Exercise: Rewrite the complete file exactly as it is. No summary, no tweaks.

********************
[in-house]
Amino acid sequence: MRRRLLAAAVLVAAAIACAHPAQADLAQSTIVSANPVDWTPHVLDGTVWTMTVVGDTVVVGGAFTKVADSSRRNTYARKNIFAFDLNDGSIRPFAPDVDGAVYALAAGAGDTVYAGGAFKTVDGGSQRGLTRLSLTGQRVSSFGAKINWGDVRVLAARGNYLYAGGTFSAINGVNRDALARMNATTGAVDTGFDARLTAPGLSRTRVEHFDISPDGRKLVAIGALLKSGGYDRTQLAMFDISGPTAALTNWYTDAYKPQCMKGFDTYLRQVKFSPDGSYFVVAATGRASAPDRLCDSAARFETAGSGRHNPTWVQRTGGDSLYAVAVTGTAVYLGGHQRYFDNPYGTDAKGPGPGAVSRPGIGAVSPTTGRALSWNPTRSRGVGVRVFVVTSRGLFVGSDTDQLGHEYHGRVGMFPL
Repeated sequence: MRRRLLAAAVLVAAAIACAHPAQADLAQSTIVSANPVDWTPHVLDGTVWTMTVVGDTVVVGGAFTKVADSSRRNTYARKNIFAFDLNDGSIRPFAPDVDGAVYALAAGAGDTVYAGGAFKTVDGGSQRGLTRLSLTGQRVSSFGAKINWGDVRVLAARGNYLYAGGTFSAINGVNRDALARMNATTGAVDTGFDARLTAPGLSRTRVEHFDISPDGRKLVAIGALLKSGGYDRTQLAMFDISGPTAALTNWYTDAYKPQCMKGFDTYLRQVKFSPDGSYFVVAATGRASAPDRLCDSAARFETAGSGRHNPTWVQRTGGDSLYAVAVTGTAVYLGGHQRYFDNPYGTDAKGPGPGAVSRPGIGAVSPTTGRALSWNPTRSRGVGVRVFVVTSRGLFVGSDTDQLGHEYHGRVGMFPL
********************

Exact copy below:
[in-house]
Amino acid sequence: MRRRLLAAAVLVAAAIACAHPAQADLAQSTIVSANPVDWTPHVLDGTVWTMTVVGDTVVVGGAFTKVADSSRRNTYARKNIFAFDLNDGSIRPFAPDVDGAVYALAAGAGDTVYAGGAFKTVDGGSQRGLTRLSLTGQRVSSFGAKINWGDVRVLAARGNYLYAGGTFSAINGVNRDALARMNATTGAVDTGFDARLTAPGLSRTRVEHFDISPDGRKLVAIGALLKSGGYDRTQLAMFDISGPTAALTNWYTDAYKPQCMKGFDTYLRQVKFSPDGSYFVVAATGRASAPDRLCDSAARFETAGSGRHNPTWVQRTGGDSLYAVAVTGTAVYLGGHQRYFDNPYGTDAKGPGPGAVSRPGIGAVSPTTGRALSWNPTRSRGVGVRVFVVTSRGLFVGSDTDQLGHEYHGRVGMFPL
Repeated sequence: MRRRLLAAAVLVAAAIACAHPAQADLAQSTIVSANPVDWTPHVLDGTVWTMTVVGDTVVVGGAFTKVADSSRRNTYARKNIFAFDLNDGSIRPFAPDVDGAVYALAAGAGDTVYAGGAFKTVDGGSQRGLTRLSLTGQRVSSFGAKINWGDVRVLAARGNYLYAGGTFSAINGVNRDALARMNATTGAVDTGFDARLTAPGLSRTRVEHFDISPDGRKLVAIGALLKSGGYDRTQLAMFDISGPTAALTNWYTDAYKPQCMKGFDTYLRQVKFSPDGSYFVVAATGRASAPDRLCDSAARFETAGSGRHNPTWVQRTGGDSLYAVAVTGTAVYLGGHQRYFDNPYGTDAKGPGPGAVSRPGIGAVSPTTGRALSWNPTRSRGVGVRVFVVTSRGLFVGSDTDQLGHEYHGRVGMFPL